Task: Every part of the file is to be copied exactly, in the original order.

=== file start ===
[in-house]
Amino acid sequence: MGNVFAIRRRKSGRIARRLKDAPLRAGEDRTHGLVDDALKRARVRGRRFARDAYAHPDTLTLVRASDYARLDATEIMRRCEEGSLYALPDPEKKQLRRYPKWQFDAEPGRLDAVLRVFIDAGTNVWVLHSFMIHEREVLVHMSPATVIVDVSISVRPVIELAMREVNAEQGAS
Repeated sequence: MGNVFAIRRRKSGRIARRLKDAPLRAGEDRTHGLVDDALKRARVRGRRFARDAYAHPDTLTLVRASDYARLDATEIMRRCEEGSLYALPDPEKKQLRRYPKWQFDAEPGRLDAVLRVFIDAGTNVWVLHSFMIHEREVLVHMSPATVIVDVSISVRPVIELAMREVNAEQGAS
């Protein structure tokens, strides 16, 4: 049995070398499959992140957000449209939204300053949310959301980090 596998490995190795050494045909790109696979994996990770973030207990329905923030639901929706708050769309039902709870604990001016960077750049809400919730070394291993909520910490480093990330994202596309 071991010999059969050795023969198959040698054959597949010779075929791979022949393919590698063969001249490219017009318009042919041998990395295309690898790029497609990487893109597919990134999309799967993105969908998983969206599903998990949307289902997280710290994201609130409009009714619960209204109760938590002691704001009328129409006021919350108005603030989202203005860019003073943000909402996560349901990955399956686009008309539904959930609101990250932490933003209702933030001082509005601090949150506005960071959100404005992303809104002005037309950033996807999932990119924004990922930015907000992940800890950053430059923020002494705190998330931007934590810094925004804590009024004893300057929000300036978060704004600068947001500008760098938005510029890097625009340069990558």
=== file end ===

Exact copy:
[in-house]
Amino acid sequence: MGNVFAIRRRKSGRIARRLKDAPLRAGEDRTHGLVDDALKRARVRGRRFARDAYAHPDTLTLVRASDYARLDATEIMRRCEEGSLYALPDPEKKQLRRYPKWQFDAEPGRLDAVLRVFIDAGTNVWVLHSFMIHEREVLVHMSPATVIVDVSISVRPVIELAMREVNAEQGAS
Repeated sequence: MGNVFAIRRRKSGRIARRLKDAPLRAGEDRTHGLVDDALKRARVRGRRFARDAYAHPDTLTLVRASDYARLDATEIMRRCEEGSLYALPDPEKKQLRRYPKWQFDAEPGRLDAVLRVFIDAGTNVWVLHSFMIHEREVLVHMSPATVIVDVSISVRPVIELAMREVNAEQGAS
């Protein structure tokens, strides 16, 4: 049995070398499959992140957000449209939204300053949310959301980090 596998490995190795050494045909790109696979994996990770973030207990329905923030639901929706708050769309039902709870604990001016960077750049809400919730070394291993909520910490480093990330994202596309 071991010999059969050795023969198959040698054959597949010779075929791979022949393919590698063969001249490219017009318009042919041998990395295309690898790029497609990487893109597919990134999309799967993105969908998983969206599903998990949307289902997280710290994201609130409009009714619960209204109760938590002691704001009328129409006021919350108005603030989202203005860019003073943000909402996560349901990955399956686009008309539904959930609101990250932490933003209702933030001082509005601090949150506005960071959100404005992303809104002005037309950033996807999932990119924004990922930015907000992940800890950053430059923020002494705190998330931007934590810094925004804590009024004893300057929000300036978060704004600068947001500008760098938005510029890097625009340069990558």